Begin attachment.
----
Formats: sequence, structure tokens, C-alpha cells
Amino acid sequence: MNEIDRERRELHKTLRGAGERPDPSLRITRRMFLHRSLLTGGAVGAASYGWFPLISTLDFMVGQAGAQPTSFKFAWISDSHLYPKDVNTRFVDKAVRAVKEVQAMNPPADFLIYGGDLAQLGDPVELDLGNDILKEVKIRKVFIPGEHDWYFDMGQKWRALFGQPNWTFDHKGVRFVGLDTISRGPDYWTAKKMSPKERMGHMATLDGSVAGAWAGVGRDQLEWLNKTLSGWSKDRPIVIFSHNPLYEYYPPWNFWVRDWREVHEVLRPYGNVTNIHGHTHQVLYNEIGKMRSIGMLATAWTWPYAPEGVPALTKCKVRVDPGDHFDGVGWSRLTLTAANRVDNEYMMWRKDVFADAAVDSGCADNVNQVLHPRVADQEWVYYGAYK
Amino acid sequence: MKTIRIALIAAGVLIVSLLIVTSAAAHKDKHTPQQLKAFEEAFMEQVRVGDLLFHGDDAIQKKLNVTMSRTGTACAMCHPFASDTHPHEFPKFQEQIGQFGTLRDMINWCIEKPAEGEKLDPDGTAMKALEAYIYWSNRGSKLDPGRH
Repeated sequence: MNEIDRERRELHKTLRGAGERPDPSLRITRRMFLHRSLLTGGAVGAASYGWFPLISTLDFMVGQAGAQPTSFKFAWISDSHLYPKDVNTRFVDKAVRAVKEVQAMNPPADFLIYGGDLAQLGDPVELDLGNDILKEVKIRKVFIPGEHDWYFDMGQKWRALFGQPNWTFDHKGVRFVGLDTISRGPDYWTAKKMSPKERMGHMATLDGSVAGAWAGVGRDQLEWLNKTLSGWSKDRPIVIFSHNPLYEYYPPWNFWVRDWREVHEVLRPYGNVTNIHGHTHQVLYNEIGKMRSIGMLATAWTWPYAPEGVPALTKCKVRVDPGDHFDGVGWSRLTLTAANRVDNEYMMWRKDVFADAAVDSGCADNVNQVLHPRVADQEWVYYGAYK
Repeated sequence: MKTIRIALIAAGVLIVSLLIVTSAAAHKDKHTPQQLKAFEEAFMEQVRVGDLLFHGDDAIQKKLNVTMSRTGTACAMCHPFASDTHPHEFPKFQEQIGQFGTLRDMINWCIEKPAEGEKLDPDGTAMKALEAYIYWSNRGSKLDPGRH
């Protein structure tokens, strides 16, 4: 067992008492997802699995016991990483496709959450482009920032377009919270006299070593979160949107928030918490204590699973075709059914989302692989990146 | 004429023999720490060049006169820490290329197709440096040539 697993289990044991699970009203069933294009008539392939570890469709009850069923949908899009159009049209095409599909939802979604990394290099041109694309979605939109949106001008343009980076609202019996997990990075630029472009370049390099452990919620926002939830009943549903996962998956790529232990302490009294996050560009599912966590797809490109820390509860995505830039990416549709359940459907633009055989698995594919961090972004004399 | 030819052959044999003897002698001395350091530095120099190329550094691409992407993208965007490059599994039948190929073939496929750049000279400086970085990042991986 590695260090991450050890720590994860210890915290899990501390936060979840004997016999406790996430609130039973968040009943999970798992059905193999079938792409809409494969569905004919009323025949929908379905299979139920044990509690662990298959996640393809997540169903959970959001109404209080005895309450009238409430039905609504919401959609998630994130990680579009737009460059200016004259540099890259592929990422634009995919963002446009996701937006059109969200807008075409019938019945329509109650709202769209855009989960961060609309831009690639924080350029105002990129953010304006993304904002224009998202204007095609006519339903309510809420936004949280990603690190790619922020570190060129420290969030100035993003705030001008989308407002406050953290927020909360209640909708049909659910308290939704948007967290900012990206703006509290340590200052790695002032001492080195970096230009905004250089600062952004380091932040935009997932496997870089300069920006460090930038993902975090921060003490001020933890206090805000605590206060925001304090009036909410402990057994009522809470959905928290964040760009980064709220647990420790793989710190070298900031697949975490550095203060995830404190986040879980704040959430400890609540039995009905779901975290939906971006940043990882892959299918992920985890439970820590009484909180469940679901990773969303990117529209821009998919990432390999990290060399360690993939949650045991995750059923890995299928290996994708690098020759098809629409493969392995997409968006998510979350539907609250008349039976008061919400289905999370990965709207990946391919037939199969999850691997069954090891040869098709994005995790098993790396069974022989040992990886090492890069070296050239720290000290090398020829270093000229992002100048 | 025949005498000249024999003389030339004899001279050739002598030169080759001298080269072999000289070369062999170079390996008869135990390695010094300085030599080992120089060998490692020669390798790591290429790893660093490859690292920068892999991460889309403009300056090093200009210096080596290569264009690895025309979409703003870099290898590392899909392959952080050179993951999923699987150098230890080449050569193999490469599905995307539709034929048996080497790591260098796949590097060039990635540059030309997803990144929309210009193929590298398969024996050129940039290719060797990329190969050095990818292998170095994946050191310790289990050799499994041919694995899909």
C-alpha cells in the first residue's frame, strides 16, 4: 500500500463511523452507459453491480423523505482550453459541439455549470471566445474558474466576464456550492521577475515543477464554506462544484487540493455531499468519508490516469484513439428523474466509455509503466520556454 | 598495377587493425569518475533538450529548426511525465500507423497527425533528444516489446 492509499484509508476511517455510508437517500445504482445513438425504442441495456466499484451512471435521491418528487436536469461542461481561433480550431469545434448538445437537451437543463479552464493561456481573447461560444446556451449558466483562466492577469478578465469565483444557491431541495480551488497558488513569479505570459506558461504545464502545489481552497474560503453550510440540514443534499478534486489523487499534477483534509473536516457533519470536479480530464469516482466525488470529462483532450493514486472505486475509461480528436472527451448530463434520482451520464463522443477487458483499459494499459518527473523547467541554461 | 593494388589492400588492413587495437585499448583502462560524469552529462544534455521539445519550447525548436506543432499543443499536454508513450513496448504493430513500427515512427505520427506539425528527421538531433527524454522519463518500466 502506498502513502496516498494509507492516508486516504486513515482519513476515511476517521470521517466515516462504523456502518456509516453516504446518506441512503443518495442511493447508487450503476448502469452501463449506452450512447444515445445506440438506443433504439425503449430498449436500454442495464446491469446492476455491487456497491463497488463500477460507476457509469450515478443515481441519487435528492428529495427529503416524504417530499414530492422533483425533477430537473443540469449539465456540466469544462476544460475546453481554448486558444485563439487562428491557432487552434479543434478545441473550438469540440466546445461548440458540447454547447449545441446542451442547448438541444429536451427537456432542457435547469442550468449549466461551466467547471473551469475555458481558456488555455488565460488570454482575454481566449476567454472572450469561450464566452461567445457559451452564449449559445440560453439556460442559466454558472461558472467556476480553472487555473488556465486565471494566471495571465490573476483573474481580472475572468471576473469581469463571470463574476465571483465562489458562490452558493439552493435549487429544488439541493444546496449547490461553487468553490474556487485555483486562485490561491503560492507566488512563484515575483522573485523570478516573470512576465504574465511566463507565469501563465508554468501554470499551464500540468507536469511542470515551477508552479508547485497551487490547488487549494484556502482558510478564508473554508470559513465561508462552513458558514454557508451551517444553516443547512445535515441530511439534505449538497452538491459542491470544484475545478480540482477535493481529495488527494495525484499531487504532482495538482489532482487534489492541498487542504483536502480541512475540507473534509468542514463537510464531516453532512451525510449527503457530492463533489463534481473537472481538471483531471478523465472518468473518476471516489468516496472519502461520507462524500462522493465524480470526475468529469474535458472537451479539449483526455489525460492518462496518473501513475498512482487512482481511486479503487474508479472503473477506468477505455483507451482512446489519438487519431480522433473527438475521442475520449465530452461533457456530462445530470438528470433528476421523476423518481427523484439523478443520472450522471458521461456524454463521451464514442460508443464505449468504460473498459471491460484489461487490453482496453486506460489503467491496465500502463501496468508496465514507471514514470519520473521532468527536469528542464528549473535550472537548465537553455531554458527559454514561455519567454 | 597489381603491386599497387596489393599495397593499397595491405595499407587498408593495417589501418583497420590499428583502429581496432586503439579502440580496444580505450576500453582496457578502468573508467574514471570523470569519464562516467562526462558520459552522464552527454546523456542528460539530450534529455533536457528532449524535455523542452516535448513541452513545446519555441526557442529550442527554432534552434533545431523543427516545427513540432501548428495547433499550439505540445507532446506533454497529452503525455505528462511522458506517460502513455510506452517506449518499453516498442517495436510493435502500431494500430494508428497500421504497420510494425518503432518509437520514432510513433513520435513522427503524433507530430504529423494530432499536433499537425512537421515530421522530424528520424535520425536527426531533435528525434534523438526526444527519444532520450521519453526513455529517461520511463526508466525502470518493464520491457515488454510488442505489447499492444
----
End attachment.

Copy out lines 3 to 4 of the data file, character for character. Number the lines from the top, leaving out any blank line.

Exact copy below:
Amino acid sequence: MKTIRIALIAAGVLIVSLLIVTSAAAHKDKHTPQQLKAFEEAFMEQVRVGDLLFHGDDAIQKKLNVTMSRTGTACAMCHPFASDTHPHEFPKFQEQIGQFGTLRDMINWCIEKPAEGEKLDPDGTAMKALEAYIYWSNRGSKLDPGRH
Repeated sequence: MNEIDRERRELHKTLRGAGERPDPSLRITRRMFLHRSLLTGGAVGAASYGWFPLISTLDFMVGQAGAQPTSFKFAWISDSHLYPKDVNTRFVDKAVRAVKEVQAMNPPADFLIYGGDLAQLGDPVELDLGNDILKEVKIRKVFIPGEHDWYFDMGQKWRALFGQPNWTFDHKGVRFVGLDTISRGPDYWTAKKMSPKERMGHMATLDGSVAGAWAGVGRDQLEWLNKTLSGWSKDRPIVIFSHNPLYEYYPPWNFWVRDWREVHEVLRPYGNVTNIHGHTHQVLYNEIGKMRSIGMLATAWTWPYAPEGVPALTKCKVRVDPGDHFDGVGWSRLTLTAANRVDNEYMMWRKDVFADAAVDSGCADNVNQVLHPRVADQEWVYYGAYK